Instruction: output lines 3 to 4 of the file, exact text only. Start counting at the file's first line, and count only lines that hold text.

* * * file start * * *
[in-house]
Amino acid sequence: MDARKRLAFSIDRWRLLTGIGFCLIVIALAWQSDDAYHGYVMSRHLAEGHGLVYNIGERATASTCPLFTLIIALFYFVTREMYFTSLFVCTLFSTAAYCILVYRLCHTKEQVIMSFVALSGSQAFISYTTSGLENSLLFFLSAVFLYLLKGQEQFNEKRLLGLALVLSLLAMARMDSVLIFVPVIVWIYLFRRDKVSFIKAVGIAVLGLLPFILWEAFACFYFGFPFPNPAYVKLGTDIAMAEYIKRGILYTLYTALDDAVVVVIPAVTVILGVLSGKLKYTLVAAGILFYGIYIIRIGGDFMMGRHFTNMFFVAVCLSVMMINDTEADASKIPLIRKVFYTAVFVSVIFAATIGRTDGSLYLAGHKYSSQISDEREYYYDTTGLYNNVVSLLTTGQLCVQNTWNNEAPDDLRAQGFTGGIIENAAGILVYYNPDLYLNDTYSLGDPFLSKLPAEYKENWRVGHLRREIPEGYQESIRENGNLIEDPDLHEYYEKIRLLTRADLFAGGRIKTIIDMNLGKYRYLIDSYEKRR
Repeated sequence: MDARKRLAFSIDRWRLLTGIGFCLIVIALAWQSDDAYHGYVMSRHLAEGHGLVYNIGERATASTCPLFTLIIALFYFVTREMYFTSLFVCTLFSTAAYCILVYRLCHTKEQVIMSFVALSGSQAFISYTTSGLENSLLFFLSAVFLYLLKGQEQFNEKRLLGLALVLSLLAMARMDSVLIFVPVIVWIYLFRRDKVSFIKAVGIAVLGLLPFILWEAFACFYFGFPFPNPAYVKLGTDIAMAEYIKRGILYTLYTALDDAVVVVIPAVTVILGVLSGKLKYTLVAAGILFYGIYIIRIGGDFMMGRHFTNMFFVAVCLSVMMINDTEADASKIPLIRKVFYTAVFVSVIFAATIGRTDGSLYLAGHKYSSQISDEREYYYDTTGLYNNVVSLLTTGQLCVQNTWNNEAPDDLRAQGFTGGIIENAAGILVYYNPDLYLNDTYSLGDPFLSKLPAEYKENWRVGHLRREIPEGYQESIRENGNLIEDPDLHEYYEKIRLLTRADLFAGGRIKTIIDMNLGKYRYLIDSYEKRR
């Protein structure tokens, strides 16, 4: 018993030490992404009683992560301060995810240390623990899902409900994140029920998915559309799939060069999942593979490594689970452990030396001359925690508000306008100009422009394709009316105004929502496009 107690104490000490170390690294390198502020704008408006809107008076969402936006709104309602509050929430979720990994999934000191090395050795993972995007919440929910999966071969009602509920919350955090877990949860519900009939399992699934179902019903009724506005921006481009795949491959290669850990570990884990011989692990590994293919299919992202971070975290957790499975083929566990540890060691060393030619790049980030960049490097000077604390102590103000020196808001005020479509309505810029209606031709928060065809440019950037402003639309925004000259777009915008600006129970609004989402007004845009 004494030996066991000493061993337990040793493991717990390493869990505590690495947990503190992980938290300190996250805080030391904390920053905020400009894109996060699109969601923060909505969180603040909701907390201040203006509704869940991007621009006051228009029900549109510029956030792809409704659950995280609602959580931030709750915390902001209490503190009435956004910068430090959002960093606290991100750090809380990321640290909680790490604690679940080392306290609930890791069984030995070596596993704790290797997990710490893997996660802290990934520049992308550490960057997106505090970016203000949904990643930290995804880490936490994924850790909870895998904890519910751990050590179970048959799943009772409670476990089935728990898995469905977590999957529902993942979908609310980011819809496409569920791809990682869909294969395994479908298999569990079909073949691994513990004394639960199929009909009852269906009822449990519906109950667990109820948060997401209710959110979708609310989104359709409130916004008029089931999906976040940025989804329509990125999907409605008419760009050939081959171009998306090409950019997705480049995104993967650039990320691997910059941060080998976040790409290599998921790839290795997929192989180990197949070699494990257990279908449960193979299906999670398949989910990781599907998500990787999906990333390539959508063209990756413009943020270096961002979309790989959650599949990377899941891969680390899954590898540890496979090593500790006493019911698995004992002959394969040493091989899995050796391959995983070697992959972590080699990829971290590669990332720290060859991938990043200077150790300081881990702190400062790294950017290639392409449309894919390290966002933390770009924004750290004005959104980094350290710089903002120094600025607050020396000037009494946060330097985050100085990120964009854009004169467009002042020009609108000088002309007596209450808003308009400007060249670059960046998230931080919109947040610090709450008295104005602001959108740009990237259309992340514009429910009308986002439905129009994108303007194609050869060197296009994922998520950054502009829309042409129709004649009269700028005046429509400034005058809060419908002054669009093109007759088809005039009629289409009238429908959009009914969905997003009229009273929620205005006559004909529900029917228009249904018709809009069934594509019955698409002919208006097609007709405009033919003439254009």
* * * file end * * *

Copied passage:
Repeated sequence: MDARKRLAFSIDRWRLLTGIGFCLIVIALAWQSDDAYHGYVMSRHLAEGHGLVYNIGERATASTCPLFTLIIALFYFVTREMYFTSLFVCTLFSTAAYCILVYRLCHTKEQVIMSFVALSGSQAFISYTTSGLENSLLFFLSAVFLYLLKGQEQFNEKRLLGLALVLSLLAMARMDSVLIFVPVIVWIYLFRRDKVSFIKAVGIAVLGLLPFILWEAFACFYFGFPFPNPAYVKLGTDIAMAEYIKRGILYTLYTALDDAVVVVIPAVTVILGVLSGKLKYTLVAAGILFYGIYIIRIGGDFMMGRHFTNMFFVAVCLSVMMINDTEADASKIPLIRKVFYTAVFVSVIFAATIGRTDGSLYLAGHKYSSQISDEREYYYDTTGLYNNVVSLLTTGQLCVQNTWNNEAPDDLRAQGFTGGIIENAAGILVYYNPDLYLNDTYSLGDPFLSKLPAEYKENWRVGHLRREIPEGYQESIRENGNLIEDPDLHEYYEKIRLLTRADLFAGGRIKTIIDMNLGKYRYLIDSYEKRR
């Protein structure tokens, strides 16, 4: 018993030490992404009683992560301060995810240390623990899902409900994140029920998915559309799939060069999942593979490594689970452990030396001359925690508000306008100009422009394709009316105004929502496009 107690104490000490170390690294390198502020704008408006809107008076969402936006709104309602509050929430979720990994999934000191090395050795993972995007919440929910999966071969009602509920919350955090877990949860519900009939399992699934179902019903009724506005921006481009795949491959290669850990570990884990011989692990590994293919299919992202971070975290957790499975083929566990540890060691060393030619790049980030960049490097000077604390102590103000020196808001005020479509309505810029209606031709928060065809440019950037402003639309925004000259777009915008600006129970609004989402007004845009 004494030996066991000493061993337990040793493991717990390493869990505590690495947990503190992980938290300190996250805080030391904390920053905020400009894109996060699109969601923060909505969180603040909701907390201040203006509704869940991007621009006051228009029900549109510029956030792809409704659950995280609602959580931030709750915390902001209490503190009435956004910068430090959002960093606290991100750090809380990321640290909680790490604690679940080392306290609930890791069984030995070596596993704790290797997990710490893997996660802290990934520049992308550490960057997106505090970016203000949904990643930290995804880490936490994924850790909870895998904890519910751990050590179970048959799943009772409670476990089935728990898995469905977590999957529902993942979908609310980011819809496409569920791809990682869909294969395994479908298999569990079909073949691994513990004394639960199929009909009852269906009822449990519906109950667990109820948060997401209710959110979708609310989104359709409130916004008029089931999906976040940025989804329509990125999907409605008419760009050939081959171009998306090409950019997705480049995104993967650039990320691997910059941060080998976040790409290599998921790839290795997929192989180990197949070699494990257990279908449960193979299906999670398949989910990781599907998500990787999906990333390539959508063209990756413009943020270096961002979309790989959650599949990377899941891969680390899954590898540890496979090593500790006493019911698995004992002959394969040493091989899995050796391959995983070697992959972590080699990829971290590669990332720290060859991938990043200077150790300081881990702190400062790294950017290639392409449309894919390290966002933390770009924004750290004005959104980094350290710089903002120094600025607050020396000037009494946060330097985050100085990120964009854009004169467009002042020009609108000088002309007596209450808003308009400007060249670059960046998230931080919109947040610090709450008295104005602001959108740009990237259309992340514009429910009308986002439905129009994108303007194609050869060197296009994922998520950054502009829309042409129709004649009269700028005046429509400034005058809060419908002054669009093109007759088809005039009629289409009238429908959009009914969905997003009229009273929620205005006559004909529900029917228009249904018709809009069934594509019955698409002919208006097609007709405009033919003439254009």